There is still time to cut Pennsylvania’s public-sector pension liability, which now stands at an estimated $74 billion, according to a pension debt clock unveiled last year by state retiree and pension reform activist Barry Shutt.
But action by the General Assembly and governor needs to happen soon, said Shutt who was joined at a news conference Tuesday by lawmakers, a government watchdog group, and an actuary and pension policy specialist.
The biggest problem with most recent reform bills, reform advocates said, is that they address only future benefits of new state and public school hires. They do little, if anything, to tackle the unfunded liability, which advocates calculate is growing by about $172 per second.
Most recent reform plans call for a move to a defined-contribution, or 401(k)-style plan for new hires. Some lawmakers have proposed hybrid plans that blend elements of the current defined-benefit pension system with a defined-contribution plan, while decreasing the vesting period and increasing the retirement age and length of service.
Rep. John McGinnis (R-Blair), who supports many of these plans for new hires, said that is just one step.
Without a companion bill to pay down the existing liability, lawmakers are simply “kicking the can down the road,” he said.
The last so-called reform law, Act 120 of 2010, is “not working and has never worked,” McGinnis said. That law helped address an anticipated spike in pension costs for state government and school districts by “smoothing” the increases over a long period of time, plus it reduced benefits for new hires.
But all the law did was grow the pension liability, McGinnis said. Also, pension investments don’t always appreciate in value as much as expected each year, which adds to the problem.
He is planning to introduce a plan that would gradually increase state and school district contributions above current levels and hopefully retire the current liability problem by 2037, which is when many current state and school employees in the pension systems will be retiring.
The proposal would require the state and school districts to increase their payments by about $800 million in the first fiscal year, with annual payments growing by 2 or 3 percent range thereafter.
When asked why more politicians aren’t pushing to increase pension payments, reform advocates such as Rick Dreyfuss, an actuary, said it’s a big political risk.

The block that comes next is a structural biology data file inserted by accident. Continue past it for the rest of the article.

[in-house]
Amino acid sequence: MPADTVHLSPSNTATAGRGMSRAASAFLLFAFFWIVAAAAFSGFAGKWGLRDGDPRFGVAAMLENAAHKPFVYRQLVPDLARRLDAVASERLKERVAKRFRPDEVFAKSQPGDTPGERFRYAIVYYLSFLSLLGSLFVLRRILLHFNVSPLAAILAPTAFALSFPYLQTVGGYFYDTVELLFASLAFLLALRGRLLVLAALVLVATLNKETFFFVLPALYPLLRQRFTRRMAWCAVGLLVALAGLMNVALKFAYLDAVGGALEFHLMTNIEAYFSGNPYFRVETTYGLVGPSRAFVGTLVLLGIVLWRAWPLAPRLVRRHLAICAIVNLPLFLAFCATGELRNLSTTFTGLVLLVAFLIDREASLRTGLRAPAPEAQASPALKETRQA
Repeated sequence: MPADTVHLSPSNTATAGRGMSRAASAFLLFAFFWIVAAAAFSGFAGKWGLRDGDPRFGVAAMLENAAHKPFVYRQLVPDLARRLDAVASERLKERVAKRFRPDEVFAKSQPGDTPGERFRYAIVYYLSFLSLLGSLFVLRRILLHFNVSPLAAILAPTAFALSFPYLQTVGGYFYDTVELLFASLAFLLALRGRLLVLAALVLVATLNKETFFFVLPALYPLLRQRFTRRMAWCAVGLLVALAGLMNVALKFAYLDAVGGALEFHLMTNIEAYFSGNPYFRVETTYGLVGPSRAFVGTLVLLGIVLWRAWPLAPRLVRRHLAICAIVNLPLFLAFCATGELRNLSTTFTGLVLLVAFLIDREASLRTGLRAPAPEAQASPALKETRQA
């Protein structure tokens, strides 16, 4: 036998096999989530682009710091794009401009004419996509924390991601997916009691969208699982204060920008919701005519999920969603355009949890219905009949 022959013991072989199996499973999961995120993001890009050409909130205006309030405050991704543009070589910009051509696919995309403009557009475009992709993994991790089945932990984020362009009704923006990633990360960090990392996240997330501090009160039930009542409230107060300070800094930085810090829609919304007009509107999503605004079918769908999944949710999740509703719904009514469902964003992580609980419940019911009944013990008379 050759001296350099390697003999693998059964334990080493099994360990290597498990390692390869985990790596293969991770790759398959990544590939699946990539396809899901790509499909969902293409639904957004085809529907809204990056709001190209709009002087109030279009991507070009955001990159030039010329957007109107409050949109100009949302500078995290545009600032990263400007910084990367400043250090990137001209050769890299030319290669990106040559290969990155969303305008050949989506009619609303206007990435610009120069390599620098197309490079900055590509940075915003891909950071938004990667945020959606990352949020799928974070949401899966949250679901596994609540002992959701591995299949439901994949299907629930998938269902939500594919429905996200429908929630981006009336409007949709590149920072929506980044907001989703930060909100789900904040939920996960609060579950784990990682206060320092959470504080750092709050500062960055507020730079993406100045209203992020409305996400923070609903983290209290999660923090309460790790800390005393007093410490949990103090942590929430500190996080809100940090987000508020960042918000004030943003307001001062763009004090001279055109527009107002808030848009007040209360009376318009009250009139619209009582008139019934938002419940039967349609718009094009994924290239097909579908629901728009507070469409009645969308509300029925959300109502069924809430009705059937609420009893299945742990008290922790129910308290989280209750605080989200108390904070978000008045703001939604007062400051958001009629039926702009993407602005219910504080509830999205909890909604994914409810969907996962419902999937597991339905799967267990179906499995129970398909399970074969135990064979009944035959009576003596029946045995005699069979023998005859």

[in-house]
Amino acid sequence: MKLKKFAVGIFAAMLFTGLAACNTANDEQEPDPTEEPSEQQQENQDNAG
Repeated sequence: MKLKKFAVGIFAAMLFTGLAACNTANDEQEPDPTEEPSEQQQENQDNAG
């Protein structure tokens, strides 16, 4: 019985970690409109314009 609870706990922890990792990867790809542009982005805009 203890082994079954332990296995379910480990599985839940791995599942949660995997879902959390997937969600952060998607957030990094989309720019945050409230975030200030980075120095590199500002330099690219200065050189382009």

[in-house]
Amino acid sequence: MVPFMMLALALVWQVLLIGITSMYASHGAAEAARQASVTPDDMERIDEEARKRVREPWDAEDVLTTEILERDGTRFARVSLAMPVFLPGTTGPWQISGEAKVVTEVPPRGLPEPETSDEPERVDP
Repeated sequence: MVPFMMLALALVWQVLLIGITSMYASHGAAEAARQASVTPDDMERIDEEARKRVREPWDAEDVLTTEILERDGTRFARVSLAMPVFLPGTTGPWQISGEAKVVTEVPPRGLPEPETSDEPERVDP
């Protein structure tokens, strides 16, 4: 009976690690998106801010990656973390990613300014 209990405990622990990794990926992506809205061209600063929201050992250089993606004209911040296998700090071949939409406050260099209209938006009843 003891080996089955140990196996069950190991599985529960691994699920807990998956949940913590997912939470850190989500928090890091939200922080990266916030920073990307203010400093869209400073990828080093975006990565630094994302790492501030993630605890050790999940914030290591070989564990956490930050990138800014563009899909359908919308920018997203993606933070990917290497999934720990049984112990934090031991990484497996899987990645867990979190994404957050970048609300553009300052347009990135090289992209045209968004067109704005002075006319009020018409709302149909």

Increased pension spending generally means cutting funding from other programs or raising taxes. Republicans and Democrats routinely battle on those issues, which usually leads to a bipartisan agreement to do neither, reform advocates said.
McGinnis compared the pension issue to the opioid crisis in Pennsylvania. If the consequences of doing nothing on pensions manifested tomorrow, lawmakers would be out in force trying to solve the issue, much like they are doing with opioids.
But it will likely be 15 years yet before Pennsylvania reaches “D-Day” on pensions, when all pension fund assets are fully depleted, so most legislative proposals go after what most people deem the easier route, which is a new plan for future hires that stops the bleeding.
If and when depletion day arrives, payments to retirees will be made on a pay-as-you-go basis and will have to come out of the state’s general fund, reform advocates said. Those payments will likely consume 40 percent or more of annual general fund revenues in perpetuity.
The current general fund budget is $31.6 billion.
“The cost of doing nothing should frighten all Pennsylvanians,” said Shutt, who said he would be happy to pay taxes on his retirement income if it meant addressing the debt burden.
“We need to do the right thing and fix the problem,” said Eric Epstein, a government watchdog with Rock the Capital. “The price of doing nothing is not an option. This is the issue. This is the main issue.”
Gov. Tom Wolf will deliver his next budget address on Feb. 7. Pension reform is expected to be a top issue in the Republican-led General Assembly during budget season.
McGinnis said he’s hoping for meaningful reforms this year to keep pensions from becoming a campaign issue in next year’s gubernatorial election.